FORT MYERS, Fla. Ophthalmologists are spreading the word on how to safely view the solar eclipse on Aug. 21.
Some are saying it will be the most-watched show in the U.S. and although Southwest Florida residents will not be able to see the full eclipse, viewers can still suffer from irreversible eye damage, said Doctor Jonathan Frantz, owner of Frantz Eye care in Lee County.
“Just a few seconds of looking at the sun in the wrong way can really lead to permanent vision loss,” he said.
Normal sunglasses will not protect your eyes, Frantz said. Viewers are advised to purchase special eclipse glasses stamped with the approval code of ISO 12312-2.
Looking at the eclipse through your cellphone to capture photos or video can also be harmful, Frantz said.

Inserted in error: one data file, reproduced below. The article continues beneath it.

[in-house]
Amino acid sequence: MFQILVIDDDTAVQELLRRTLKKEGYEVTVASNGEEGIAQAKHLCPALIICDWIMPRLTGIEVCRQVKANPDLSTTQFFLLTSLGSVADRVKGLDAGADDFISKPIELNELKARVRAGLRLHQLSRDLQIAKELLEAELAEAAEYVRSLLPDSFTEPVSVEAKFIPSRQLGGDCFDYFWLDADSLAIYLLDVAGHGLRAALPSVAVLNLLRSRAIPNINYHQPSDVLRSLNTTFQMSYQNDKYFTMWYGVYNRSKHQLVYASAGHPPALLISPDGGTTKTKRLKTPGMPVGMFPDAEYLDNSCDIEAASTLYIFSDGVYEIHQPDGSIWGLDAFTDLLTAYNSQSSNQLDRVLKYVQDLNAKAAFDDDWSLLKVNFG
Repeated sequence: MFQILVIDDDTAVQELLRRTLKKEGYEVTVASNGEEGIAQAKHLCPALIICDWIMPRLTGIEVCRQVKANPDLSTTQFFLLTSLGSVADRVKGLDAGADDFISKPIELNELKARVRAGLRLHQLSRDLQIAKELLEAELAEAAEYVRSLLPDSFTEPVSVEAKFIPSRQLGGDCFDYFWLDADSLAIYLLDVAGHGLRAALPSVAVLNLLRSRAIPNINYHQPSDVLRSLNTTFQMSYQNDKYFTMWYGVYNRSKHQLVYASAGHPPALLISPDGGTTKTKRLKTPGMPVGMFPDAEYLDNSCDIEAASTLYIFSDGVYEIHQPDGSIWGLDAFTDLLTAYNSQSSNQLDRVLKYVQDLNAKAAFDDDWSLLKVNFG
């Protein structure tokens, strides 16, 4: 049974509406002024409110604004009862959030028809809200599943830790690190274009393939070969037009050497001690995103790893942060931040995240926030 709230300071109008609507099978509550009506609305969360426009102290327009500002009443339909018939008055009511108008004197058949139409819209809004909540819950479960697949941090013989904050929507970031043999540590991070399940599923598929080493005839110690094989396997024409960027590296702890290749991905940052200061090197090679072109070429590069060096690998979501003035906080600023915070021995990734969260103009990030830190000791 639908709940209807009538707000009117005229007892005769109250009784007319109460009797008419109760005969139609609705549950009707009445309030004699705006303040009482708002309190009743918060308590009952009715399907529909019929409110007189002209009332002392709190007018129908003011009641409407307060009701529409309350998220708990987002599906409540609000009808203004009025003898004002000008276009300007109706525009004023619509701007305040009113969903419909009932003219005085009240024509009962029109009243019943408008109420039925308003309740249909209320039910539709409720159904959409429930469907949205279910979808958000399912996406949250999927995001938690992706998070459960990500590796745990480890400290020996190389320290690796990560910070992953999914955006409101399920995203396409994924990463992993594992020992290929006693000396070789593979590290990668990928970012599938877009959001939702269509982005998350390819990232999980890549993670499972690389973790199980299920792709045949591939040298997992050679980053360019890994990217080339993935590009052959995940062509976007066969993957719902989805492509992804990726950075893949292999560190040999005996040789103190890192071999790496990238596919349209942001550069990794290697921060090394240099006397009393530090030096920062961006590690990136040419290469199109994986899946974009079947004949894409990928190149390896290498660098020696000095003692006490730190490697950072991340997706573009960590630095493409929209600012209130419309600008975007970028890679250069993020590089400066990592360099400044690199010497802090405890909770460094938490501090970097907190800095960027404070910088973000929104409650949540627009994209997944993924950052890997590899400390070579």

“The problem is you can actually develop more retinal damage from that because the light rays are actually being focused in a small area,” Frantz said.
It’s recommended that viewers cut the glasses and tape the filter over their phone’s lens.
Frantz encourages parents to talk to their children about the importance of using the proper glasses for the event.
“The last thing we want is to have a rash of people with solar burns as something that we remember from the solar eclipse,” he said.
Even binoculars and telescopes can magnify the sun’s rays and become harmful to the eye, Frantz said.
For more information on how to view the 2017 solar eclipse safely, visit NASA’s website.